Is Social Security required to give you a decision on your disability case in a certain amount of time?

No, unfortunately, there are no deadlines for processing a Social Security Disability or SSI disability claim and arriving at a decision. This is unlike the medicare for disabled adults program which is required to deliver a decision to the claimant in 90 days or less.

However, the fact that there is no deadline for SSD and SSI claims is probably a good thing. The simple fact of the matter is that it is often impossible for a disability claims examiner to obtain all the medical and vocational evidence that is needed to arrive at a decision on a disability claim, let alone reach an approval.

By contrast with the medicaid for disabled adults program, if the disability examiner cannot accumulate the evidence that might be needed to approve the claim in the 90 day deadline, they are required by law to issue a denial of the medicaid claim. This is hardly the type of system that would be helpful for Social Security Disability and SSI disability claimants.

What makes a Social Security Disability or SSI case take so long?

As was indicated, it is the wait for medical records that usually comprises most of the delay. However, there are other factors that typically add time to the processing of a case.

1. One factor is whether or not the disability examiner has had difficulty obtaining additional information that is needed from the claimant. This is not as infrequent as many might think. Very often, a claimant will move without leaving the social security administration (SSA) with a forwarding phone number or address. This makes it nearly impossible for the disability examiner to conduct needed inquiries about the claimant's medical history, the jobs that they have held (and the duties of each job), and ask about their ADLs, or activities of daily living.

Lack of contact information, can also make it impossible for the examiner to schedule the claimant for a medical exam--known as a CE, or consultative medical exam--if one is needed (usually, a CE will be needed if a claimant has not been seen for one of their conditions in more than 90 days).

2. A second factor is if the disability examiner needs to schedule a consultative medical examination, as mentioned in the preceding paragraph. These medical exams are paid for by SSA, but they are performed by independent doctors (and psychologists in the case of mental status and IQ exams). That means the scheduling of such exams depends on the availability of whichever doctors are available in the immediate area.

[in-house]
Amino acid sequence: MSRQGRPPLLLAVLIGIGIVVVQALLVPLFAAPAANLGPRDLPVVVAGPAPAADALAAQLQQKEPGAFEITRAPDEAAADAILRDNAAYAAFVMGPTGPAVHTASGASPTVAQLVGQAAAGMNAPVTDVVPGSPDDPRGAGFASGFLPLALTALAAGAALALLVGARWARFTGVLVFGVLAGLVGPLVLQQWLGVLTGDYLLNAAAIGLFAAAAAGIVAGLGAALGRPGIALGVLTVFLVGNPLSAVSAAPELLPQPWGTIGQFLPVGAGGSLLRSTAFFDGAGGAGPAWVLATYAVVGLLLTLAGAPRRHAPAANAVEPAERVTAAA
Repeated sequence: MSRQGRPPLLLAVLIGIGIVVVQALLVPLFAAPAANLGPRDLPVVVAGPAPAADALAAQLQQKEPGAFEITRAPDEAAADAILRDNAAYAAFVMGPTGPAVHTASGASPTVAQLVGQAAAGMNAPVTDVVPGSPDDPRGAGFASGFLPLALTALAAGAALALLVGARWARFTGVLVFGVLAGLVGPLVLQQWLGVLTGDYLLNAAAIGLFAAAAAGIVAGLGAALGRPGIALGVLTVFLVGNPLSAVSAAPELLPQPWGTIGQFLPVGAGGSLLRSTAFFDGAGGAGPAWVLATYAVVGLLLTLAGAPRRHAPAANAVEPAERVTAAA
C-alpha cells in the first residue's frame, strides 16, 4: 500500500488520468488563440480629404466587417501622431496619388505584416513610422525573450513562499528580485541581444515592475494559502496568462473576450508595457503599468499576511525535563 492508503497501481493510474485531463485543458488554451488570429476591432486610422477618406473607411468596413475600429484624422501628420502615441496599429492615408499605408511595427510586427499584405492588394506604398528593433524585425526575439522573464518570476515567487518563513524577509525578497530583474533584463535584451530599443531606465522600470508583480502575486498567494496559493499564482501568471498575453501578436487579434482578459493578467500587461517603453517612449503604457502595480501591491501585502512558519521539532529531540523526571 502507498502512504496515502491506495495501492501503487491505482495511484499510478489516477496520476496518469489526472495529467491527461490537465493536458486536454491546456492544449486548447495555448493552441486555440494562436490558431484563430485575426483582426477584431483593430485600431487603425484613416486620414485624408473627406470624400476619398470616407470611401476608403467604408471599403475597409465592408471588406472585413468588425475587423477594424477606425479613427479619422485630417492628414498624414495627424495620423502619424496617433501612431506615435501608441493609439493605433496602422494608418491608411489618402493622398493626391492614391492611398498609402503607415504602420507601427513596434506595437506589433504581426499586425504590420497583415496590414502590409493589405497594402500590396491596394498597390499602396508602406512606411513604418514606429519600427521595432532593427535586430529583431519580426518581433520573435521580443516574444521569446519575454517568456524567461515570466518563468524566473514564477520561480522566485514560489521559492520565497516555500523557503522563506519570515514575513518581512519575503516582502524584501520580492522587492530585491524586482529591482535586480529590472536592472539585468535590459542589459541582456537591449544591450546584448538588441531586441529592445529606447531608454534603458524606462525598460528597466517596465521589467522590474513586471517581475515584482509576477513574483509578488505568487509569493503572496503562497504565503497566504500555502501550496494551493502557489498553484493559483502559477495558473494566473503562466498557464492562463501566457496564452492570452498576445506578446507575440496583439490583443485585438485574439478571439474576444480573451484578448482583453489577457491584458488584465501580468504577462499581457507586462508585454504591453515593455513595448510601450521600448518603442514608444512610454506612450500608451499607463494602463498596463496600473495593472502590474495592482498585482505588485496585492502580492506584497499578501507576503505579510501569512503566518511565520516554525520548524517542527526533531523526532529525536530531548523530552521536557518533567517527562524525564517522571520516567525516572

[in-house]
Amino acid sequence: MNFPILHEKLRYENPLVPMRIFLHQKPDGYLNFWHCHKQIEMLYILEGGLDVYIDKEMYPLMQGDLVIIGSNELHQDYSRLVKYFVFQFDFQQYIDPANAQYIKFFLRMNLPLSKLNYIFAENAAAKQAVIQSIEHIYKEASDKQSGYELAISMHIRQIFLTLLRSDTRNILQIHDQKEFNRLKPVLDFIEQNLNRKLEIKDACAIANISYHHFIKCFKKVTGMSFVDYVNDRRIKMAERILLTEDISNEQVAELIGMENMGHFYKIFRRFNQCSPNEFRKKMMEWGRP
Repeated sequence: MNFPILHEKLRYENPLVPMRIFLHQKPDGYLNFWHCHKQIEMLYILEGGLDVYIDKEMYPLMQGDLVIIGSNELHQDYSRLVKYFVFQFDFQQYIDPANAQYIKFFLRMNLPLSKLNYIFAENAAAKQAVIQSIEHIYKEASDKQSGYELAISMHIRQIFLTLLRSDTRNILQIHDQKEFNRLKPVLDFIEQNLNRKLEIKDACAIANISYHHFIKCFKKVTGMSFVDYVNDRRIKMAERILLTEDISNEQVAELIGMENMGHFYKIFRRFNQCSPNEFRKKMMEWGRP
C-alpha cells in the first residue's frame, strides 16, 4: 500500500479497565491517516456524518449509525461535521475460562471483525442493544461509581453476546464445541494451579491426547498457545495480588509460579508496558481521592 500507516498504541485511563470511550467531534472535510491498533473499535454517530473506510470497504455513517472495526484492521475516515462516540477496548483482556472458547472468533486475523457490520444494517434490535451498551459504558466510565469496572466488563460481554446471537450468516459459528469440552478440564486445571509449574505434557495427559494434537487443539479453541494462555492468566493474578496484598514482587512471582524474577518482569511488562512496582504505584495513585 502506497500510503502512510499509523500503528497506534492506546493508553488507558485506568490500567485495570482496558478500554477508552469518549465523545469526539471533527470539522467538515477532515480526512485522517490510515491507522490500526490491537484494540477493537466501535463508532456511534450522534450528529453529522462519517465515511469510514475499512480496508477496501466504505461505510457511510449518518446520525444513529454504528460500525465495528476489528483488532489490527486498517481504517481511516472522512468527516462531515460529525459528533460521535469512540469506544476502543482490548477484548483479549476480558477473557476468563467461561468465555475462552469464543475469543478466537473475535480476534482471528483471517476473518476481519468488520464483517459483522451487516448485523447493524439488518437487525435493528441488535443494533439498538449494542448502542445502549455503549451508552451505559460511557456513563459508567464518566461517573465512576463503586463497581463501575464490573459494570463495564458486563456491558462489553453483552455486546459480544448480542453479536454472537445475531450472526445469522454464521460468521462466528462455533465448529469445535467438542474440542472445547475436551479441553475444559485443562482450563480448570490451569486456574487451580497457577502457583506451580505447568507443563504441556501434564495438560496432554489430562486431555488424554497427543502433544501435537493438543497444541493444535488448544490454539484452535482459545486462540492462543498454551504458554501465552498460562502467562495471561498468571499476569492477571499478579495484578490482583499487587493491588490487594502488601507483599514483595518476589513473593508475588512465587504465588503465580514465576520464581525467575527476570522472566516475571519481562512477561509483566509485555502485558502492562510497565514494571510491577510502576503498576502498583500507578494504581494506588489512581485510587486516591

It also means that when claimants are scheduled for such exams but miss their appointments (this happens routinely), it can add many weeks to the processing time for a case. However, even when appointments are not missed, it is still a fact that the exam will need to be conducted and it may take weeks before the examining physician or psychologist submits a report of the examination findings to SSA (specifically, to the disability examiner at disability determination services).

And...further complicating many cases is the fact that some claimants will need to be sent to multiple consultative examinations, particularly if they are applying for disability on the basis of a number of both physical and mental impairments.

Is it possible to speed up a disability case? Generally, the answer is no. However, most claimants can avoid adding unnecessary time to their disability case by making sure that they:

A) Keep SSA up-to-date with their contact information,

B) Go to scheduled medical exam dates,

C) Respond quickly to notices from SSA,

D) Provide information that is both detailed and accurate when requested,

E) Complete and return any forms they have been sent by either the social security office where they initially filed, or by the disability examiner who is processing the claim, and

F) Conduct status inquiries on their case -- Occasionally doing this is a good safety feature since claimants who do not receive notifications that have been mailed to them by SSA can become aware of this via a status call to the social security office.

About the Author: Tim Moore is a former Social Security Disability Examiner in North Carolina, has been interviewed by the NY Times and the LA Times on the disability system, and is an Accredited Disability Representative (ADR) in North Carolina. For assistance on a disability application or Appeal in NC, click here.

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